On Monday, the US Marine Corps completed the live-fire test of its latest air defense prototype at the White Sands Missile Range in New Mexico. The prototype was designed to counter destructive projectiles.

The Medium-Range Intercept Capability (MRIC) prototype, an air defense system adapted from Israel’s Iron Dome missile defense system, hit the representative cruise missile targets that the Marine set simultaneously. This event is a step up from the previous testing in December, where multiple targets were launched in sequence.

In a statement, the Marine Corps said that “at its peak, numerous in-air targets, each with its own unique flight trajectory and velocity, surrounded the MRIC prototype. Upon firing, MRIC successfully hit each target using the Tamir missiles.”

Aside from assessing its intercepting capabilities, the recent live-fire test was also designed to evaluate “the primary subsystems’ integrations and the system’s overall capability to provide critical information to senior Marine Corps leadership as they decide the path forward for the MRIC prototype.”

Adapted from Israel’s Air Defense Missile System

MRIC prototype has the Iron Dome Tamir interceptor and launcher components, in conjunction with the US Ground/Air Task-Oriented Radar (G/ATOR) that detects incoming projectiles and a Common Aviation Command and Control System (CAC2S) designed to assess the threat level.

Marine Corps engineered this prototype to address the emerging gap in its air defense, recognizing how “long-range cruise missiles and anti-air weapon systems begin to get better and better” and that “air supremacy” should not be taken for granted, Major James Slocum, the MRIC team lead at the PEO Land Systems, said.

“We must be able to counter these types of capabilities,” Major Slocum said.

In use since 2011, the Iron Dome is a tested and proven interceptor engineered by Israel’s Rafael Advanced Defense Systems and Israel Aerospace Industries to shoot down short-range rockets, as well as cruise missiles, unmanned aerial vehicles, rockets, artillery, and mortars with a range of about 70 km. It is also capable of evaluating whether or not civilians or infrastructures are at risk before counterstrike.

Life-Fire Testing of Israel's Iron Dome in 2021
(Screenshot from Wall Street Journal/YouTube)

The MRIC mobile system can carry up to ten kilograms of explosives and detect and counter an incoming attack from four to seventy kilometers away. It also includes other defense layers, namely, “the Arrow-2 and -3 systems that can stop ballistic missiles outside Earth’s atmosphere; David’s Sling missiles defense system that can shoot down tactical ballistic missiles and medium- to long-range rockets fired from ranges of 40 km to 300 km,” according to the Jerusalem Post.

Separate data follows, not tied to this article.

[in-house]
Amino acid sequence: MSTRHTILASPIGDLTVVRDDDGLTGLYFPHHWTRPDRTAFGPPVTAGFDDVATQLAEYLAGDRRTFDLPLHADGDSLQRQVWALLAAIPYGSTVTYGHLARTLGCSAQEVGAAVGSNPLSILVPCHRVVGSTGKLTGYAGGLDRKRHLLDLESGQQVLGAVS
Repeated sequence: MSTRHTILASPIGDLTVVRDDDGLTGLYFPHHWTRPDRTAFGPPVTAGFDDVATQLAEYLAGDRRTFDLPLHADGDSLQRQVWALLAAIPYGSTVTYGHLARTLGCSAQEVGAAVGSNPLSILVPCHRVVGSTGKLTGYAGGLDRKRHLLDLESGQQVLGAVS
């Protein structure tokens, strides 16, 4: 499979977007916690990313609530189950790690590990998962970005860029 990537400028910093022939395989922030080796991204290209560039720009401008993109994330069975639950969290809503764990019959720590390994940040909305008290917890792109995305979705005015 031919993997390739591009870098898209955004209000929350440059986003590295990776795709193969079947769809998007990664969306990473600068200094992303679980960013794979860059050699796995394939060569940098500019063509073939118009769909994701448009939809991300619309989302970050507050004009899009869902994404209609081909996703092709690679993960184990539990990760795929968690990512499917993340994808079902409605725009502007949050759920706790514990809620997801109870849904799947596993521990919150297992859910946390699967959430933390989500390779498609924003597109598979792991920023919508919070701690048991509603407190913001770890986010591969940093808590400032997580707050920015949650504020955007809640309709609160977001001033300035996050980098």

90% Counterstrike Effective

According to Israeli officials, the Iron Dome defense system has about 90 percent effective against short-range attacks up to 70 km and has given the country a viable option for defense against hostiles from neighboring countries. With this, they could also shift their focus more on planning “preemptive offense” strategies against assaults that hide and target high-density civilian areas.

For decades, the US and Israel have maintained a strategic partnership in the Middle East, and the relationship has granted access to Americans to Israel’s cutting-edge defense equipment. The former has purchased two Iron Dome systems, one costing around $80,000, and used them to create the MRIC prototype.

In 2016, then-US President Barack Obama signed a Memorandum of Understanding entailing the US commitment of $38 billion in military aid, including a $5 billion missile defense budget, for the next ten years to Israel. Likewise, the memorandum has encouraged Israelis to procure more advanced US-made equipment.

Jewish lawmakers also worked on creating a safeguard to its qualitative military grade (QME), ensuring that the defense force will maintain its “superior capabilities” and decrease violence in a situation where they have to defend their nation.

Stitching the Air Defense Gap

GBAD PM Don Kelley showing off the MRIC prototype to the Marines
GBAD PM Don Kelley shows off the MRIC prototype to the Marine Corps senior leaders at White Sands Missile Range, New Mexico, on June 30. (US Army photo by John Hamilton/DVIDS)

Following the successful live-fire test, Ground-Based Air Defense (GBAD) Program Manager Don Kelley said that the demonstration has proven that the USMC is now equipped with the relevant munition.

Moreover, Brig.-Gen. (Res.) Pinhas Yungman, the executive vice president and general manager of the Rafael Air and Missile Defense Division, remarked that their defense system has once again proven its capability of a “seamless, optimized integration with other defense systems.”

“The marines’ live-fire test demonstrated a successful combination of an Iron Dome ground launcher, Tamir interceptor with the marines’ radar system, and battle management systems,” Yungman added.